Saturday, December 5, 2009
Each idea and strategy suggestion is different and unique, but many fall into one of two categories for the most part: 1) stay and surge, or 2) leave and cut our losses. Amongst all these ideas, a few analysis may be spot on, some suggestions as to why they think whatever will have elements of truth behind them, and even some strategies would be successful in acheiving the goals they intend to accomplish. But the one thing that all of these analysis have in common is that they are all relevent.
Each idea and analysis is a part of the entire picture, from the joey on the street to the expert ex-soldier with a master's from Havard, all will combine to create what I like to call the "Tertium Quid".
A Tertium Quid is an ancient latin term that translates as "third thing" or a conglomeration of a third something or other. This Tertium Quid is what, or who I think McChrystal is refering to in his August 30 report about "changing the underlying truths" among the American people. This is what he needs to have happen in order to do anything labeled a success in Afghanistan, including a withdrawl.
Nothing can be considered accomplished in Afghanistan without a change in the psychology of the American approach, and McChrystal understands this stating, "Many describe the conflict in Afghanistan as a war of ideas,.. However, this is a 'deeds-based' information environment where perceptions derive from actions, such as how we interact with the population and how quickly things move. The key to changing perceptions lies in changing the underlying truths."
McChrystal notes, "changing the underlying truths" requires a change in the operational culture to "interact more closely with the population, and focus on operations that bring stability, while shielding them from insurgent violence, corruption, and coercion."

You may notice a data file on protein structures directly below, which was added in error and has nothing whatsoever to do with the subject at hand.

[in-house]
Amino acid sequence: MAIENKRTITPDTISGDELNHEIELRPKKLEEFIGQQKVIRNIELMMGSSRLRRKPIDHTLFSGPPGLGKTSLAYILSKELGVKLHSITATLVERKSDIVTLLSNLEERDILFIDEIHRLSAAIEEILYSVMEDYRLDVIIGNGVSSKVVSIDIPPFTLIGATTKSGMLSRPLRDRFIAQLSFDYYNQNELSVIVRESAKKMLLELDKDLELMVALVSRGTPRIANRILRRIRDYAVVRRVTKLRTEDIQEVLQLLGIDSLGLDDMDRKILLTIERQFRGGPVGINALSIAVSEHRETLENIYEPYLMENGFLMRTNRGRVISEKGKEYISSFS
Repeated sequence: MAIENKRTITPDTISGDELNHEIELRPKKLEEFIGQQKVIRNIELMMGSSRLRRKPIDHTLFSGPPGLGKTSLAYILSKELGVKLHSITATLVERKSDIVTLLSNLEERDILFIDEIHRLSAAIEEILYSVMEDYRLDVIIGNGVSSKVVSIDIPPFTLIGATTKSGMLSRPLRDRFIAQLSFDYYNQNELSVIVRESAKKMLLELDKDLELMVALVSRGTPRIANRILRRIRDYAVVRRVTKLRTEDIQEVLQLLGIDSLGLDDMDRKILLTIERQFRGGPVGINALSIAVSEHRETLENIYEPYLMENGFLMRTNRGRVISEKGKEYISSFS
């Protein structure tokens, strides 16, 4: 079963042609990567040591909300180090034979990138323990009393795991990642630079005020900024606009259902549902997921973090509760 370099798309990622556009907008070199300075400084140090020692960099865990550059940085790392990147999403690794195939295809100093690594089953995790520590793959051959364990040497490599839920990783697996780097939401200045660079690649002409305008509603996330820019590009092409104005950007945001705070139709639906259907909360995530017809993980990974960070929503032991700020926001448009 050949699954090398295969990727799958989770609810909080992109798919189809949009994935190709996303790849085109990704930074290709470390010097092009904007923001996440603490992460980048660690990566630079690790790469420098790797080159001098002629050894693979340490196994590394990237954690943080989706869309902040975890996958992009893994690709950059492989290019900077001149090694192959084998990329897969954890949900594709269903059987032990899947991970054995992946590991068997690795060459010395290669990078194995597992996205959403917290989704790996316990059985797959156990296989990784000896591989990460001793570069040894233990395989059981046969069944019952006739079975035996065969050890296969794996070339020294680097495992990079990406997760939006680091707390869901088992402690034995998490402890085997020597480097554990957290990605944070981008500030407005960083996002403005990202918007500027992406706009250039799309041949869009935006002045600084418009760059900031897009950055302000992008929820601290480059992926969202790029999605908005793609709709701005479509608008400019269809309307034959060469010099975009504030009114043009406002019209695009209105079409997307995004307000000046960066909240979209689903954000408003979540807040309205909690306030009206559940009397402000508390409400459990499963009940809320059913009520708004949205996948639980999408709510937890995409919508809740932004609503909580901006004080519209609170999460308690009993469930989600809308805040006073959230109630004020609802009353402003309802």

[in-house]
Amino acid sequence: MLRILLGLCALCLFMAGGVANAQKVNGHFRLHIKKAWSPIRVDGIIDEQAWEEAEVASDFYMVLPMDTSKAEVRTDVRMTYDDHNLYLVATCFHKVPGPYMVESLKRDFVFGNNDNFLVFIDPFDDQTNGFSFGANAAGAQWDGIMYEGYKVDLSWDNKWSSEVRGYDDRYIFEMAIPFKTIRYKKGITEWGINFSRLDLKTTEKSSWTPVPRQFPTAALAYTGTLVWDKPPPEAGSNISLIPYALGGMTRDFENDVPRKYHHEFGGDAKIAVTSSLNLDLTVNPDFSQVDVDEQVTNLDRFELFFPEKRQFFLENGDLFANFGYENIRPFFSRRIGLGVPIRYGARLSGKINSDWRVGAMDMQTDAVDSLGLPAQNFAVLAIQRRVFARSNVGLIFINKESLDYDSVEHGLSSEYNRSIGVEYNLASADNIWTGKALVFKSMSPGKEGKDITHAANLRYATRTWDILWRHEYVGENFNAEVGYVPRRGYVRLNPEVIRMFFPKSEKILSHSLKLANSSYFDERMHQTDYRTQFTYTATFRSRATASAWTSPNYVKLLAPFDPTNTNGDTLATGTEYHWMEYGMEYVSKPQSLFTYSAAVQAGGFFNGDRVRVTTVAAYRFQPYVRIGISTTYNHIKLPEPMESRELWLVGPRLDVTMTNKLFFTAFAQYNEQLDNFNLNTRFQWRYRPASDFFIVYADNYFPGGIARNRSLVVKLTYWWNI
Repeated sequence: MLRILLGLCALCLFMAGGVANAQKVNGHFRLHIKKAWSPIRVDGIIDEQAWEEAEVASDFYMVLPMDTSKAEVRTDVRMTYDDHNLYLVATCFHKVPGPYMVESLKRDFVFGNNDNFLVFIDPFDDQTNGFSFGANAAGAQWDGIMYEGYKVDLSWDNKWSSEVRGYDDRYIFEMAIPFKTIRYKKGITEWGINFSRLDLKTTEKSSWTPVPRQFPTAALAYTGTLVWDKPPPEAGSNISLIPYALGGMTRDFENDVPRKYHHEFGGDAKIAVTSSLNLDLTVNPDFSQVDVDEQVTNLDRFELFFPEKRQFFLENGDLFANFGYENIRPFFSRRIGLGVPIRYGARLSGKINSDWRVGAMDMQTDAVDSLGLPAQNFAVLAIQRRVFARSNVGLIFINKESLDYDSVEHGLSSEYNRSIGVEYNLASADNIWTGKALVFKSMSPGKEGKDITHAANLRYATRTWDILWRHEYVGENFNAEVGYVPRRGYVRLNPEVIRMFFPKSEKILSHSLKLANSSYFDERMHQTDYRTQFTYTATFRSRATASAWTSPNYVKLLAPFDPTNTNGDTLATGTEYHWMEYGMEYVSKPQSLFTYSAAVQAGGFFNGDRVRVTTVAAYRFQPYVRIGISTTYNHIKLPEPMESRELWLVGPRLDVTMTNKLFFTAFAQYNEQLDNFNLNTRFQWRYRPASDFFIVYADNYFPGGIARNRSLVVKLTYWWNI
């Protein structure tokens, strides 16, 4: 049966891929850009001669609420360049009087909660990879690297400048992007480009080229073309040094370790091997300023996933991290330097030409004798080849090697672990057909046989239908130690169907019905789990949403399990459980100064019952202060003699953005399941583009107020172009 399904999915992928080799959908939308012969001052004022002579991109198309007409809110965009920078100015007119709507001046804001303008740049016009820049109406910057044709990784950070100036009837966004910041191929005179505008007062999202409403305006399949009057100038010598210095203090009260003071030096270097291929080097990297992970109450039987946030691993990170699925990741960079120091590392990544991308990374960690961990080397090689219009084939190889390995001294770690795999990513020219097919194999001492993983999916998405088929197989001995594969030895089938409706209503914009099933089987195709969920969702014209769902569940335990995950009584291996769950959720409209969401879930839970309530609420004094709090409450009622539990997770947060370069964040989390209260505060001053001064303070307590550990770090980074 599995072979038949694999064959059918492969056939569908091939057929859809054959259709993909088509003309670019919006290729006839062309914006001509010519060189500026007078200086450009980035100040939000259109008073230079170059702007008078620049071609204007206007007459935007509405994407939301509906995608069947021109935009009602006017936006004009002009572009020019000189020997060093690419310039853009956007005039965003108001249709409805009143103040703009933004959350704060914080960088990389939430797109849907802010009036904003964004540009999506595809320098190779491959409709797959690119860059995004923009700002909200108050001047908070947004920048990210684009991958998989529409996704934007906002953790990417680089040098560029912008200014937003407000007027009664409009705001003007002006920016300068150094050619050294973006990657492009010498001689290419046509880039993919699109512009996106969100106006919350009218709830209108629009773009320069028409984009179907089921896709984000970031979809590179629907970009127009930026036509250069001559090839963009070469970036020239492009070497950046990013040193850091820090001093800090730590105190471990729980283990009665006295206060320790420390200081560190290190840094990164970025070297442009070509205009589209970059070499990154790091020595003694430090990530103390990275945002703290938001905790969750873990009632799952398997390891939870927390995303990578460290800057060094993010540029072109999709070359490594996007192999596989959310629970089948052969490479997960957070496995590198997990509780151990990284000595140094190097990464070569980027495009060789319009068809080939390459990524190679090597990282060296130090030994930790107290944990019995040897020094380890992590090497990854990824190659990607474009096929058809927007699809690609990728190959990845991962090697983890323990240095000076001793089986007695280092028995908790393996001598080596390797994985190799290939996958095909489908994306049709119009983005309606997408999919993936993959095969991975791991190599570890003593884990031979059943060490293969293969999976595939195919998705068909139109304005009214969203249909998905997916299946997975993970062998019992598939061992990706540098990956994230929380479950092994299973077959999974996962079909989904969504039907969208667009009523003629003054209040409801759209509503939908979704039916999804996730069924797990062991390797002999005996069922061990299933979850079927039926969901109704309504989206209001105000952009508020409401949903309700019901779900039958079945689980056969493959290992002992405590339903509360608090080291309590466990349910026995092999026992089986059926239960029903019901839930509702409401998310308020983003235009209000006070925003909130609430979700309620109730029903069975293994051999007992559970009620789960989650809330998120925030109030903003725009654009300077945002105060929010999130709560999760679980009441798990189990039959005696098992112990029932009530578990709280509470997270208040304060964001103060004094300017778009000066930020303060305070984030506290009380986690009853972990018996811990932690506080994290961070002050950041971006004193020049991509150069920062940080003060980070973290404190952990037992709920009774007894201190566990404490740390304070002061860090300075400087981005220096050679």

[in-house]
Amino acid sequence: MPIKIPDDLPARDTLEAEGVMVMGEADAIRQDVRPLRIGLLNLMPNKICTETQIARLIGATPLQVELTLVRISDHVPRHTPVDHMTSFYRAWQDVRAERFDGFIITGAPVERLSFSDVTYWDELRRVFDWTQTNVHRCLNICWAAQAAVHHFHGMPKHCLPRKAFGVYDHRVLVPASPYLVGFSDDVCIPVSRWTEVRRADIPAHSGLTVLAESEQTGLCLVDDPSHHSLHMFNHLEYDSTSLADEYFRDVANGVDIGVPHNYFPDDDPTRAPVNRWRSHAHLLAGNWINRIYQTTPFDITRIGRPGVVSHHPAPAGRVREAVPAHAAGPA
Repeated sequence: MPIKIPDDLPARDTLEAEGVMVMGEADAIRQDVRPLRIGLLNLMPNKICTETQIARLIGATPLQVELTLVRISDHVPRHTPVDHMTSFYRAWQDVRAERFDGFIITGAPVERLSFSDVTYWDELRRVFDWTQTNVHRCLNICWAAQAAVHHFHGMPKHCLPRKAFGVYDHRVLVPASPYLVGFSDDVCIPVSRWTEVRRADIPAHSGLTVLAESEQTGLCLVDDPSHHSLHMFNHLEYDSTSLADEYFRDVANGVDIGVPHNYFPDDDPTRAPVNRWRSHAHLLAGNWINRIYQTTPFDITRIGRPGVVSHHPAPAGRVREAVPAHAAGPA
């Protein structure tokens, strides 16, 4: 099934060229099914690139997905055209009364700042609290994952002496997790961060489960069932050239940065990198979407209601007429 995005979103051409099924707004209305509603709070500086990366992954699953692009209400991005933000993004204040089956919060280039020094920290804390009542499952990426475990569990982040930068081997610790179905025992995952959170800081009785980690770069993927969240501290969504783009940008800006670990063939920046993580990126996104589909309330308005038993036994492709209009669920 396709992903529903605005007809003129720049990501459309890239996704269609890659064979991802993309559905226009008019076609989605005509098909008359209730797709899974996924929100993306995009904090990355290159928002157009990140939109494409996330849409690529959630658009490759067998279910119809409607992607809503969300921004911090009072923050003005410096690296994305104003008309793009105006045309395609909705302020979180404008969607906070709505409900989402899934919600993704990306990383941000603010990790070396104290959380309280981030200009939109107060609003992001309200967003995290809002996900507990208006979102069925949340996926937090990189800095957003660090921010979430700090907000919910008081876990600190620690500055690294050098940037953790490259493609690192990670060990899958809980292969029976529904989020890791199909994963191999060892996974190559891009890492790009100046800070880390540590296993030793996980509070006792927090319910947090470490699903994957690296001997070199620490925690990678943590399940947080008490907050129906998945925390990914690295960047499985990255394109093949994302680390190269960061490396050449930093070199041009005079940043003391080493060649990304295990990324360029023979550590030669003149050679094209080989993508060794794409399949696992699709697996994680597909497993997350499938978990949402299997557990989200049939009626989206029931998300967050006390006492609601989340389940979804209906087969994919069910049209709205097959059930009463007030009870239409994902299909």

What McChrystal is saying, if without knowing it, is that we need to define the American Afghanistan Tertium Quid and have fundamental changes in its key elements.
Paul Fitzgerald and Elizabeth Gould had a great analysis and addition to this very idea of the repurcussions of the American Afghanistan Tertium Quid noting, "whether the very nature of America's military/industrial/media/academic complex can be moved off its primary directive in order to accommodate McChrystal's request, remains highly doubtful. The decentralized nature of the opposition in Afghanistan and Pakistan defies the very culture of the Pentagon's thinking. Like Vietnam, a decentralized enemy is anathema to the rigid, high technology and high-cost Command, Control and Communications approach developed throughout the cold war to decapitate the centralized Soviet bureaucracy. But the Pentagon continues to insist on applying its expensive tools, regardless of its persistent failure to eliminate, let alone define its enemy."